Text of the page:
Thursday, August 17, 2006
ANN ARBOR - Over the last two years, Iraqi political values have become more secular and nationalistic, even though attitudes toward Americans have deteriorated, according to surveys of nationally representative samples of the population conducted in November 2004 and April 2006.
The Iraqi surveys, part of the ongoing World Values Surveys, are a collaborative project between the University of Michigan Institute for Social Research and Eastern Michigan University.
The percentage of Iraqis who said they would not want to have Americans as neighbors rose from 87 percent in 2004 to 90 percent in 2006. When asked what they thought were the three main reasons why the United States invaded Iraq, 76 percent gave "to control Iraqi oil" as their first choice.
But at the same time, significantly more Iraqis support democratic values, including the separation of religion and politics.
In 2004, 27 percent of the 2,325 Iraqi adults surveyed strongly agreed that Iraq would be a better place if religion and politics were separated. In 2006, 41 percent of 2,701 adults surveyed strongly agreed.
"The findings of this second survey show that even though Iraqis have a more negative attitude to foreigners, especially Americans, they are moving closer to American values and are developing a much stronger sense of national identity," said Mansoor Moaddel, a sociologist at Eastern Michigan University and at the ISR.
Moaddel and U-M colleagues Mark Tessler and Ronald Inglehart, who directs the ISR World Values Surveys, analyzed the findings from the two face-to-face surveys, which were carried out by the Independent Institute for Administration and Civil Society Studies, a survey research firm in Baghdad.
The survey, supported by a grant from the National Science Foundation, included interviews with Shi'a and Sunni Arabs and with Kurds.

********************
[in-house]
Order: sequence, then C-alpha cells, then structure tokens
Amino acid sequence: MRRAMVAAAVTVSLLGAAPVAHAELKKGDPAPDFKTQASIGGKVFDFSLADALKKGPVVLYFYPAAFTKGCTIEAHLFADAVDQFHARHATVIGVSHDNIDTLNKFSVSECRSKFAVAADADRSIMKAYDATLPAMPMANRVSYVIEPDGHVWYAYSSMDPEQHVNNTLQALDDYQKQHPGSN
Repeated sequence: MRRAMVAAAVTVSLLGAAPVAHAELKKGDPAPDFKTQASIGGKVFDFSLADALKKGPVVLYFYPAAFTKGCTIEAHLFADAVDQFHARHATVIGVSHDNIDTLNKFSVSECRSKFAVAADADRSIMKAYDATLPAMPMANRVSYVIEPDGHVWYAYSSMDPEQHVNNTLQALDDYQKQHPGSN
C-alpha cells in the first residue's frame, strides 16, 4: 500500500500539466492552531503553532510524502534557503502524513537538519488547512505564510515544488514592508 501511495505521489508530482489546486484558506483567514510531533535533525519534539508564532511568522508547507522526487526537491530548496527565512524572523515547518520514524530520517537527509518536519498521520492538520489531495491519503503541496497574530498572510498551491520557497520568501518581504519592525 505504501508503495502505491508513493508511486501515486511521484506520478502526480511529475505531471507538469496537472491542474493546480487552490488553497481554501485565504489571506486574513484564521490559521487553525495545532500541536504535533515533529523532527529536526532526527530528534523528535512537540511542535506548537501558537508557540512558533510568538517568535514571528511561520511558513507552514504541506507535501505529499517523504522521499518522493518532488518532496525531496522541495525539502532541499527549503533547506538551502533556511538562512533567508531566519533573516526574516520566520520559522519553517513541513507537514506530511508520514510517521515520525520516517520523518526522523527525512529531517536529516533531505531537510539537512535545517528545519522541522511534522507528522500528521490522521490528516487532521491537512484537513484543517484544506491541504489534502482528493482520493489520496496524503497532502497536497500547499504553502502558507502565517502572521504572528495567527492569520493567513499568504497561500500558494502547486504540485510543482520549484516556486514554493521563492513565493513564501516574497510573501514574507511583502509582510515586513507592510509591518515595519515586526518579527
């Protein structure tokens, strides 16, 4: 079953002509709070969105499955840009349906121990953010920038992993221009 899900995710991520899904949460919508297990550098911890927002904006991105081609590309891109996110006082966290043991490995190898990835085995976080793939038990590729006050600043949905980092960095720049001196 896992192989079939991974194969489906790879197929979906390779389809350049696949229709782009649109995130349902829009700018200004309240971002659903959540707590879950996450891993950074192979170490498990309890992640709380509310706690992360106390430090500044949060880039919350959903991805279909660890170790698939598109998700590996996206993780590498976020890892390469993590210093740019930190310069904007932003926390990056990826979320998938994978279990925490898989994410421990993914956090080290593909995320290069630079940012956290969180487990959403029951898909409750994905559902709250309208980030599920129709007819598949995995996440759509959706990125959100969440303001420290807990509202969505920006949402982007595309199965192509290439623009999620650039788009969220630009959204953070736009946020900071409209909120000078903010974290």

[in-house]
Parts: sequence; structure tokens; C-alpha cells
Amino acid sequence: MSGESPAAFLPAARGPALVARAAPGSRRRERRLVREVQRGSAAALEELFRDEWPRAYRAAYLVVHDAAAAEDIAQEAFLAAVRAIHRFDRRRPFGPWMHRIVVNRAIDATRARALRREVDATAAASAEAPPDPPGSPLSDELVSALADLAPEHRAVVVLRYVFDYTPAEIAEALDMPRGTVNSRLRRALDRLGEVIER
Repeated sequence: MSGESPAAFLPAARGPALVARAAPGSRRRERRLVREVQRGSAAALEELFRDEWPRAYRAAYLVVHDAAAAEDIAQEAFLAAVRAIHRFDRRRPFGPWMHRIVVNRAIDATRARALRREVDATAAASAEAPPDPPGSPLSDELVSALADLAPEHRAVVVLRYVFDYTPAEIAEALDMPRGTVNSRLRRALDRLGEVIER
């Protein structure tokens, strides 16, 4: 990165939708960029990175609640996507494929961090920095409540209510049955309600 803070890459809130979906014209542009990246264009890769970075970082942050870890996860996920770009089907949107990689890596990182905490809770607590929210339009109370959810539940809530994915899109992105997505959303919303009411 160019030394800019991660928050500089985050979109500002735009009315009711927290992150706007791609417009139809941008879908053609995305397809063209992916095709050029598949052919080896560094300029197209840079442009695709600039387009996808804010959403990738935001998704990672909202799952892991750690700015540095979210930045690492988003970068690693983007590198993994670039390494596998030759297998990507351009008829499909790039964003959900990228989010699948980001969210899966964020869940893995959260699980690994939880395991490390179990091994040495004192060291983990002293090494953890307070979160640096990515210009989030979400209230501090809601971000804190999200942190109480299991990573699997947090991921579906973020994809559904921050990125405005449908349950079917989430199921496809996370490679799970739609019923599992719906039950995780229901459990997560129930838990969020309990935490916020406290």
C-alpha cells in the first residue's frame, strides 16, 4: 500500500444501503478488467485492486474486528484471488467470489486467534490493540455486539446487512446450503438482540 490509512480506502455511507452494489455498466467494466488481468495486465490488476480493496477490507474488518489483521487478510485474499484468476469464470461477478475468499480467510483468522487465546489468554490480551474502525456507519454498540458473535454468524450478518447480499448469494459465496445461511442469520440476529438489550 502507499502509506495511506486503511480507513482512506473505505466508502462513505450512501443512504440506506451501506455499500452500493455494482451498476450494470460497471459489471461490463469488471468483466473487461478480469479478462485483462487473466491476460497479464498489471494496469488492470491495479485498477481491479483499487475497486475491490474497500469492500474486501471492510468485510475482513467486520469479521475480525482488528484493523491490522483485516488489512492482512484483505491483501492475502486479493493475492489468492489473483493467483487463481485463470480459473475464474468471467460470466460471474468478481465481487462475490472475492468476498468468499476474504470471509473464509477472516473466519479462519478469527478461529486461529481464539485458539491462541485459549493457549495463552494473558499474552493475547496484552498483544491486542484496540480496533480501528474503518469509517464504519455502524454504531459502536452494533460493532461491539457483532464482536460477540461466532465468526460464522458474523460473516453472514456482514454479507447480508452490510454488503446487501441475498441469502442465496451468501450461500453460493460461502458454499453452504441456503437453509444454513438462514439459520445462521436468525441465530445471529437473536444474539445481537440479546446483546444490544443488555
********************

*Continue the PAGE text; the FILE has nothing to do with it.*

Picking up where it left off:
In one indication of a possible lessening of sectarian conflict, the proportion of Iraqis who identified themselves as Muslim Arabs rather than as Shi'a or Sunni Arabs increased from 6 percent in 2004 to 14 percent in 2006.
The percentage of those surveyed who agreed with the statement "I am an Iraqi above all" rose from 23 percent in 2004 to 28 percent in 2006 in the country as a whole, from 23 percent to 33 percent in urban areas, and from 30 percent to 62 percent among Baghdad residents.
Despite increased political violence between the Shi'as and the Sunnis, the researchers found no significant change in the overall level of inter-ethnic trust among Iraqis. While trust between the Shi'as and the Sunnis declined, trust between the Sunnis and the Kurds increased between 2004 and 2006.
Along with an increase in xenophobia, the survey found a growing sense of powerlessness, pessimism about the future and insecurity. Among Iraqis as a whole, 59 percent of those surveyed in 2006 strongly agreed with the following statement: "In Iraq these days life is unpredictable and dangerous." That compares to 46 percent who strongly agreed in 2004.
"This change varied among ethnic groups, with the biggest change among Kurds," Moaddel said. "Only 17 percent strongly agreed that life was unpredictable and dangerous in 2004, but 54 percent strongly agreed in 2006."
This change was from 41 percent to 48 percent among Shi'as, 77 percent to 84 percent among Sunnis and 67 percent to 79 percent among Muslims.
Even so, Moaddel believes that changing Iraqi attitudes about secularism and territorial nationalism may bode well for Iraq's future.
"Iraqis' increasing attachment to national identity and increasing support for secular discourse may support the formation of a modern and democratic political order," he said. "Moreover, since the support for secular attitudes has gained considerable ground among the Sunnis, al-Qaeda may find it more difficult to recruit among this group in Iraq."
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